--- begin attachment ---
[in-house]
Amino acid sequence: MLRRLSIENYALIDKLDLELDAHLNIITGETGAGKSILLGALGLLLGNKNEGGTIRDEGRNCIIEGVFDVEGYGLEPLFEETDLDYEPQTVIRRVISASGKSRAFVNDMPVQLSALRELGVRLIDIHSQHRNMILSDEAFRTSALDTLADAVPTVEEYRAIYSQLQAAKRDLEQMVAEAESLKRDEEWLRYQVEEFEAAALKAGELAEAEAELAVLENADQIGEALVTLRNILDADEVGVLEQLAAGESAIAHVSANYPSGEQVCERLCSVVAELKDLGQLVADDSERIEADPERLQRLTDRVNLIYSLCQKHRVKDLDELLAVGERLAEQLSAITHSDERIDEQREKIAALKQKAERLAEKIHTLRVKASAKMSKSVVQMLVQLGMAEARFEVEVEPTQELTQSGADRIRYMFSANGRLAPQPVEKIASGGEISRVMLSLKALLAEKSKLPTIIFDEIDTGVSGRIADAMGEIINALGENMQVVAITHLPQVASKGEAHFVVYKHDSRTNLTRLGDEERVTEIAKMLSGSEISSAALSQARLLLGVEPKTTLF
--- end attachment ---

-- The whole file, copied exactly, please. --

[in-house]
Amino acid sequence: MLRRLSIENYALIDKLDLELDAHLNIITGETGAGKSILLGALGLLLGNKNEGGTIRDEGRNCIIEGVFDVEGYGLEPLFEETDLDYEPQTVIRRVISASGKSRAFVNDMPVQLSALRELGVRLIDIHSQHRNMILSDEAFRTSALDTLADAVPTVEEYRAIYSQLQAAKRDLEQMVAEAESLKRDEEWLRYQVEEFEAAALKAGELAEAEAELAVLENADQIGEALVTLRNILDADEVGVLEQLAAGESAIAHVSANYPSGEQVCERLCSVVAELKDLGQLVADDSERIEADPERLQRLTDRVNLIYSLCQKHRVKDLDELLAVGERLAEQLSAITHSDERIDEQREKIAALKQKAERLAEKIHTLRVKASAKMSKSVVQMLVQLGMAEARFEVEVEPTQELTQSGADRIRYMFSANGRLAPQPVEKIASGGEISRVMLSLKALLAEKSKLPTIIFDEIDTGVSGRIADAMGEIINALGENMQVVAITHLPQVASKGEAHFVVYKHDSRTNLTRLGDEERVTEIAKMLSGSEISSAALSQARLLLGVEPKTTLF